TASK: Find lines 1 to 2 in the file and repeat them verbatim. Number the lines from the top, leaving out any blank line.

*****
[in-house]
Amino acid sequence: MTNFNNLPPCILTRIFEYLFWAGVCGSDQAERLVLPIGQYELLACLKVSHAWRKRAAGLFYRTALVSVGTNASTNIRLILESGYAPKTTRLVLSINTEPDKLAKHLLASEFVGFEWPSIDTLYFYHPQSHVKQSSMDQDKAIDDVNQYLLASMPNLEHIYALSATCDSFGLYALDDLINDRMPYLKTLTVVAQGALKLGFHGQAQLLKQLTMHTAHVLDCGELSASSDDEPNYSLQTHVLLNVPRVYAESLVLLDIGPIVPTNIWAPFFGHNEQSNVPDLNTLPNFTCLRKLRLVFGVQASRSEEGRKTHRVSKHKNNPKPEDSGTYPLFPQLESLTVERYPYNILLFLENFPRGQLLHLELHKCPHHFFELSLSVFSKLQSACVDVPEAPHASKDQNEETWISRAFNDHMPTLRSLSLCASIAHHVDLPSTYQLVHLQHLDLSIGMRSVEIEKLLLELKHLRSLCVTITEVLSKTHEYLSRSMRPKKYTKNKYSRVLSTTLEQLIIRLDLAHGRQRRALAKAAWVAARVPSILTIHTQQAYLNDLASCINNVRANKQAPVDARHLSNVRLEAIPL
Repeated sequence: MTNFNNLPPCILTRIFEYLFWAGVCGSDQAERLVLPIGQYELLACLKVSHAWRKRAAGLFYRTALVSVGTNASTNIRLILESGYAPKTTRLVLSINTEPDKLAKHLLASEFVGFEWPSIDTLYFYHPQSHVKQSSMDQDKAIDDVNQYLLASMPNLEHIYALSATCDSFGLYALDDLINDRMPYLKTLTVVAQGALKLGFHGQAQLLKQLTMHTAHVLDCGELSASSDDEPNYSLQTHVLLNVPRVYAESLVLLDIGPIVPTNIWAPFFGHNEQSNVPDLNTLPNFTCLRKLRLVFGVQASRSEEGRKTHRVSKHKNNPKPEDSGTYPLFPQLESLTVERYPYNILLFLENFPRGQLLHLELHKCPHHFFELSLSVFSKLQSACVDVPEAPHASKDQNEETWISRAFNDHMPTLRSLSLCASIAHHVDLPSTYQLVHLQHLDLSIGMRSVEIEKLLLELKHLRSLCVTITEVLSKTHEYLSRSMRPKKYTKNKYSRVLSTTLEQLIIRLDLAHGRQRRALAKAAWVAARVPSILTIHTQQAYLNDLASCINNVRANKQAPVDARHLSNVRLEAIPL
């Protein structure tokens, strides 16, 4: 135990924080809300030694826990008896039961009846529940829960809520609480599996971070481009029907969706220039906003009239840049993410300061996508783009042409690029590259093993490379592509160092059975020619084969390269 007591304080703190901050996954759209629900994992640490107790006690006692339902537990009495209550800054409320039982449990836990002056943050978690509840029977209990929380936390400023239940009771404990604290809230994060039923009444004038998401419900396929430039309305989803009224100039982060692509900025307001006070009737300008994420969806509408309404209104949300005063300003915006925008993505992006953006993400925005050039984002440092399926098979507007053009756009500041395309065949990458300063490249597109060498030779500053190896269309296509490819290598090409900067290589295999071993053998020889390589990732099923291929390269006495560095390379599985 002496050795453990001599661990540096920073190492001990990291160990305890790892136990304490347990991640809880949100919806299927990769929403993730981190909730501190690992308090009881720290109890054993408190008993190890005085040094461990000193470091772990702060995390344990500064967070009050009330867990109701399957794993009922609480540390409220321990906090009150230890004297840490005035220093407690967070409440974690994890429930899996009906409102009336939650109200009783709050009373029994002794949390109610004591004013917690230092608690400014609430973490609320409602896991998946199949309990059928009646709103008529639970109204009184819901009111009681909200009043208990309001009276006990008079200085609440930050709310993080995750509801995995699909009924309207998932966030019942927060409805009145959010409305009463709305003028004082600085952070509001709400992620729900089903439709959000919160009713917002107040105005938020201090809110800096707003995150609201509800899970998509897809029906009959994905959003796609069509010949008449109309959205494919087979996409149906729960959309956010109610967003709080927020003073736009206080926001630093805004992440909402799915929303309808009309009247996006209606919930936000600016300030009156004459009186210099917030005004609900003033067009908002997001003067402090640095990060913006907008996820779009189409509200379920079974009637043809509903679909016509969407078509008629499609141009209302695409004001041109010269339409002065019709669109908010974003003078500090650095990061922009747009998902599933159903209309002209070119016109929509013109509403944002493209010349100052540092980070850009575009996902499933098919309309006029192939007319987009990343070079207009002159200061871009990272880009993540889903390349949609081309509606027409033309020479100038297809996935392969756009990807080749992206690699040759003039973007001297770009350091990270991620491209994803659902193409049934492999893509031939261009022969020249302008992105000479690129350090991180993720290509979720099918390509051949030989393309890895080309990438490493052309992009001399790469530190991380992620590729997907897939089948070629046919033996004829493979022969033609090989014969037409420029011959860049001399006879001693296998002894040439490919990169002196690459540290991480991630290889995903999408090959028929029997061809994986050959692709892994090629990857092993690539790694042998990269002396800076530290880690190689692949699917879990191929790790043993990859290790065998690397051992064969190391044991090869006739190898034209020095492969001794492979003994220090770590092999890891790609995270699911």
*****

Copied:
[in-house]
Amino acid sequence: MTNFNNLPPCILTRIFEYLFWAGVCGSDQAERLVLPIGQYELLACLKVSHAWRKRAAGLFYRTALVSVGTNASTNIRLILESGYAPKTTRLVLSINTEPDKLAKHLLASEFVGFEWPSIDTLYFYHPQSHVKQSSMDQDKAIDDVNQYLLASMPNLEHIYALSATCDSFGLYALDDLINDRMPYLKTLTVVAQGALKLGFHGQAQLLKQLTMHTAHVLDCGELSASSDDEPNYSLQTHVLLNVPRVYAESLVLLDIGPIVPTNIWAPFFGHNEQSNVPDLNTLPNFTCLRKLRLVFGVQASRSEEGRKTHRVSKHKNNPKPEDSGTYPLFPQLESLTVERYPYNILLFLENFPRGQLLHLELHKCPHHFFELSLSVFSKLQSACVDVPEAPHASKDQNEETWISRAFNDHMPTLRSLSLCASIAHHVDLPSTYQLVHLQHLDLSIGMRSVEIEKLLLELKHLRSLCVTITEVLSKTHEYLSRSMRPKKYTKNKYSRVLSTTLEQLIIRLDLAHGRQRRALAKAAWVAARVPSILTIHTQQAYLNDLASCINNVRANKQAPVDARHLSNVRLEAIPL